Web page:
The word translated truly (or verily) is the Hebrew, and then Greek word, amen. For the last three millennium amen has been used in a liturgical fashion by Jewish people in response to a blessing. It means “we agree with this, we receive this as God’s truth for us.”
Amen is a required conclusion of any Christian prayer. If someone publicly prays and we don’t hear an “amen” we wonder it the prayer still has more to say. (Though for some curious reason, I have a son-in-law who refuses to conclude his prayers with either an, “In Jesus name” or an “amen.”)
When my son who was sixteen was wondering about the truth of his parents’ faith, I asked an atheist friend to talk with my son and tell him exactly why he came to the conclusion that Christianity was not true. He looked at me like I was some sort of an abusive father. “I would never do that,” he said. "Can you even begin to understand the suffering and the rejection I’ve experienced since I left the faith?” I expressed sympathy for his suffering but I said, “The truth is the truth. If the belief system in which we raised our son is not valid, I want him to have the opportunity to find that out. “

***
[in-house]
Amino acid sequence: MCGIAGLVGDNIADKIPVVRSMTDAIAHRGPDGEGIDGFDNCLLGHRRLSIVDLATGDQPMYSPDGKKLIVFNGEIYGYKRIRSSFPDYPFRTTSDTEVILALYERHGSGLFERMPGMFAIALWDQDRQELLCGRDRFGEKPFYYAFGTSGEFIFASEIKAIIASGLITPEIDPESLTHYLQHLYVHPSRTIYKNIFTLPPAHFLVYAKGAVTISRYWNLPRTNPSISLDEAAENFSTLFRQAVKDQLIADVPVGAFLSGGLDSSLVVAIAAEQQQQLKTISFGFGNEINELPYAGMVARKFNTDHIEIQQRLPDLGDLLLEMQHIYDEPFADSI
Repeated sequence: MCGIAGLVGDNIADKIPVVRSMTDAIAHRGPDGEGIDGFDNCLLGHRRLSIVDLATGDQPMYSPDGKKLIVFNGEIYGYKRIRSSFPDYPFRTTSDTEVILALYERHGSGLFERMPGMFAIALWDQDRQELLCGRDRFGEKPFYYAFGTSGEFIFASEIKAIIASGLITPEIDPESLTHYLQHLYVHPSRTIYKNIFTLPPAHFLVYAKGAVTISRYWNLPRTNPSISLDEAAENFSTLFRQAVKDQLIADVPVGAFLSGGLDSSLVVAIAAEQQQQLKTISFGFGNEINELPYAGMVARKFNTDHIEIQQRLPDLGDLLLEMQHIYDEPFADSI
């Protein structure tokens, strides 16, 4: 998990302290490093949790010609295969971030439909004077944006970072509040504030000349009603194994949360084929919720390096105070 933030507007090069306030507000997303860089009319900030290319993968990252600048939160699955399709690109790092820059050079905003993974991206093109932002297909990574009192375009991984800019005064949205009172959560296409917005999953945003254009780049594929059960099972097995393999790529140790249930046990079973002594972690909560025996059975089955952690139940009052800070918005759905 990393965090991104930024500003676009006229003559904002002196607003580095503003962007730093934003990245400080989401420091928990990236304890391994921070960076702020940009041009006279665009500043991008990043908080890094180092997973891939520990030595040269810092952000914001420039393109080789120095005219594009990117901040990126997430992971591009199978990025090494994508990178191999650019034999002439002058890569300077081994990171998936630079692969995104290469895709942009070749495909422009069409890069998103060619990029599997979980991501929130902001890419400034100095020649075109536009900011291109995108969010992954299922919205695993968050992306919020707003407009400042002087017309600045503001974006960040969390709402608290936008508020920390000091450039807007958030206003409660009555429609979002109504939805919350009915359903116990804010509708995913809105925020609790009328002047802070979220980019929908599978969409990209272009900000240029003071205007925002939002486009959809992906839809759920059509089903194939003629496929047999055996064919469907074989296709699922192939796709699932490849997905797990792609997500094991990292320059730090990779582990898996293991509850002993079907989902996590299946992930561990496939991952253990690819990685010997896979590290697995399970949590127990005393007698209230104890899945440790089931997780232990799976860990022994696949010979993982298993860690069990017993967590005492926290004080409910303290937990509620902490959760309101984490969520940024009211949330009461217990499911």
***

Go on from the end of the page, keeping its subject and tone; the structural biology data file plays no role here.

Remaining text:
“I would never do that to your son,” he told me.
Our Judeo-Christian heritage puts an emphasis on truth unique among religious systems. The truth may hurt, excruciatingly at times. But even the harshest truths can work out for the good, for God is good.
To that second thief on the cross Jesus said, “Truly, I tell you today, you will be with me in paradise.”
I’m guessing that second thief was Jewish. So did he then respond to what Jesus said to him with an amen?